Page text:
Also, once you have a job, the ADA requires employers to accommodate the needs of anyone who qualifies under the act. For example, employers are required to allow expedited accessibility to restroom facilities for any employee who has an IBD, (and MC is a qualifying IBD).

Good luck with fine-tuning your diet.

Tex
_________________
cowboy

It is suspected that some of the hardest material known to science can be found in the skulls of GI specialists who insist that diet has nothing to do with the treatment of microscopic colitis.
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Rhyes
Adélie Penguin
Adélie Penguin
United States

Zodiac: Sagittarius
Joined: 14 Oct 2011

Posts: 55
User's local time:
2014 Apr 17 - 6:29 PM




PostPosted: Sat Jan 21, 2012 2:08 pm    Post subject: Reply with quote

Thanks Tex. I'll get this under control though, with percerverance! After this short time, I'm already going nuts not working, sitting around! If I'd be even more bored if I weren't running to the bathroom every hour or so. (Boy did I react to something about an hour ago, I went to the bathroom three times consecutively with horrible, watery D) That happens every couple of days. It's one right after the other. Then, after three to five times, it will stop for a while.
Lesley, I'm thinking of doing what you said this week, just meet and potatoes. What kind of meet do you eat? You had mentioned poutry sensitivity. Right now I'm eating chicken breasts every other night and alternating with Talapia and salmon fillets, and canned tuna and salmon. I eat it with either sweet potatoe, rice, cauliflower or brussel sprouts. For lunch I have a handful of dry GF Chex, Lactose free yogurt and a banana. For breakfast I have a rice cake with PB and Nutella and a banana. In the morning I also take my 2 Lialda, a multi, Vit. C, Vit. E, Vit. B-50 and B-12, and half of a Sam-e.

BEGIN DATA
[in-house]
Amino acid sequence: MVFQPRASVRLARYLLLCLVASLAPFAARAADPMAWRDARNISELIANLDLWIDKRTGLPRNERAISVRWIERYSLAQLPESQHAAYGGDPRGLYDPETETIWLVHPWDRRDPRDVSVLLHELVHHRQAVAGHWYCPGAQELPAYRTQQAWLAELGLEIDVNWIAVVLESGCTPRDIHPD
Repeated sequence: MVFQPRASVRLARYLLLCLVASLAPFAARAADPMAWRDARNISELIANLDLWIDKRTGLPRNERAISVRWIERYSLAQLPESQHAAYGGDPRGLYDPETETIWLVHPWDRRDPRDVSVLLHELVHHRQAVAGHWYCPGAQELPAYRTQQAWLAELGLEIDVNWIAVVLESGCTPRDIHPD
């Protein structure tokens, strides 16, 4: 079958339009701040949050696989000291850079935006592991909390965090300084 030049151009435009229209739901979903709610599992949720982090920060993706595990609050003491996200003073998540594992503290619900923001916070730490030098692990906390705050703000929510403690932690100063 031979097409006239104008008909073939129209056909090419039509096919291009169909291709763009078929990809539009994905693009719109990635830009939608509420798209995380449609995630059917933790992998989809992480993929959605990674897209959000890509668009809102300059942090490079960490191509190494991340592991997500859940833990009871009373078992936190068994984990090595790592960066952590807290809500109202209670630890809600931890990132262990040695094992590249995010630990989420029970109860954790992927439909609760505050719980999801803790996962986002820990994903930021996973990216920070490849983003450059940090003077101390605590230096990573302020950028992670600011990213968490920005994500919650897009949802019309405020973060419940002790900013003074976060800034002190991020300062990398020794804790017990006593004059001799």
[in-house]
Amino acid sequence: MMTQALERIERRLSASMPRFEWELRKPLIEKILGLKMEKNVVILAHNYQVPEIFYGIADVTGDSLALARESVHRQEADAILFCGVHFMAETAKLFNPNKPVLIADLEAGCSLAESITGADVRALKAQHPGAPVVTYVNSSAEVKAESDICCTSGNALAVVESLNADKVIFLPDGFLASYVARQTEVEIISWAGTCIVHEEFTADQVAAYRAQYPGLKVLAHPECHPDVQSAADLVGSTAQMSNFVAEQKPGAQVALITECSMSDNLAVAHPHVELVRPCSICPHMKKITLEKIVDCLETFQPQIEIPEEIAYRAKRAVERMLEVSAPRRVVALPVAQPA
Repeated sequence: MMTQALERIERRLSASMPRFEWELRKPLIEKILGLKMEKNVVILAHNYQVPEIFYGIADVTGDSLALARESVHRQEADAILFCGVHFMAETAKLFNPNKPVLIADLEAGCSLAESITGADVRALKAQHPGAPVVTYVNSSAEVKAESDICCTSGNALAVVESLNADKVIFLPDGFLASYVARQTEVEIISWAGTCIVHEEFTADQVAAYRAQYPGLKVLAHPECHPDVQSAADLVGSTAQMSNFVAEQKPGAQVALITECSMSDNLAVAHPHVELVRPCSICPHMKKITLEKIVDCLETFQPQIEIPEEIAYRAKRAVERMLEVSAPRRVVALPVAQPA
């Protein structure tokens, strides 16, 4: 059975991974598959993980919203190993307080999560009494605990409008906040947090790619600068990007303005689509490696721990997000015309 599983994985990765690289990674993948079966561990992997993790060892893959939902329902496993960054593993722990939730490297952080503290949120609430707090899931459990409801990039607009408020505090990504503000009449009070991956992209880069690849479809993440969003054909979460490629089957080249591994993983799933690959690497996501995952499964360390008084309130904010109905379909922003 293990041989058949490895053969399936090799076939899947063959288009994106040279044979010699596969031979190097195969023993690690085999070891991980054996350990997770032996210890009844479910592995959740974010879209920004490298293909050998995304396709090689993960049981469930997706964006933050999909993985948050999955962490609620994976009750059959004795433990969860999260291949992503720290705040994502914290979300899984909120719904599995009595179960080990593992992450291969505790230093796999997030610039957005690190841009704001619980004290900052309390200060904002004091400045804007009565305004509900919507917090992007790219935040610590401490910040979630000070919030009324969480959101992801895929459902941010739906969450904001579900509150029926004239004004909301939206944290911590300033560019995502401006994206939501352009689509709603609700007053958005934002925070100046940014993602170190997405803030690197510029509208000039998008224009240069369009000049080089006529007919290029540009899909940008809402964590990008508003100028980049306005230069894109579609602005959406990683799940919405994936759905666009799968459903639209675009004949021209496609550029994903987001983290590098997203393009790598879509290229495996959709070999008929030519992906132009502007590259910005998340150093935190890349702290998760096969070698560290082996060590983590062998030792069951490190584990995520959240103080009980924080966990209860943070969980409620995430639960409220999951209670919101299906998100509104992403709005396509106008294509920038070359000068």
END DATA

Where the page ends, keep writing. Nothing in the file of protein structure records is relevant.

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tex
Site Admin
Site Admin


Zodiac: Gemini
Joined: 24 May 2005

Posts: 23397
User's local time:
2014 Apr 17 - 6:29 PM


Food Intolerances : Gluten, casein, and avenin, (avenin is the prolamin in oats, which is equivalent to the gluten in wheat), grapes, peanuts, cashews, almonds, (probably all nuts)
Location: Central Texas

PostPosted: Sat Jan 21, 2012 4:01 pm    Post subject: Reply with quote

FWIW, I recovered by doing what you are considering - I lived on mostly pork, (with occasional chicken or fish), potatoes, occasional rice, and sometimes a little broccoli or green beans, eggs, bacon and unsweetened tea. That was my diet for almost 2 years.

Broccoli and brussel sprouts tend to cause a lot of gas, but otherwise, they don't ordinarily cause a reaction. We're not just sensitive to lactose - most of us are also sensitive to casein, and yogurt is loaded with it, (all dairy products are). That may be why you are having so many explosive bowel movements some days. Casein can cause what many of us refer to as "battery acid" D.

Tex
_________________
cowboy

It is suspected that some of the hardest material known to science can be found in the skulls of GI specialists who insist that diet has nothing to do with the treatment of microscopic colitis.
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Lesley
King Penguin
King Penguin


Zodiac: Pisces
Joined: 03 Sep 2011

Posts: 2722
User's local time:
2014 Apr 17 - 4:29 PM


Food Intolerances : Don't really know yet

PostPosted: Sun Jan 22, 2012 12:17 am    Post subject: Reply with quote

And I can't tolerate pork or rice. I certainly can't do yogurt because it has casein in it. I can't eat poultry, so I eat mainly beef and lamb. And fish. But tuna is out. Tilapia, fresh salmon, other white fish, shrimp, trout, all Ok.
So far I haven't been able to do sweet potato, but I want to try to reintroduce it again at some point.

If you are eating chicken and tuna I would suggest you cut it out and try without it. Eat something else. Beef, lamb, white fish, salmon, and if you have been doing rice, change to potatoes. Then see what happens.
That means no chex or rice cakes. Yes, it's tough, but you might be able to figure out what is bothering you and make it permanent. Then move forward and try some other food.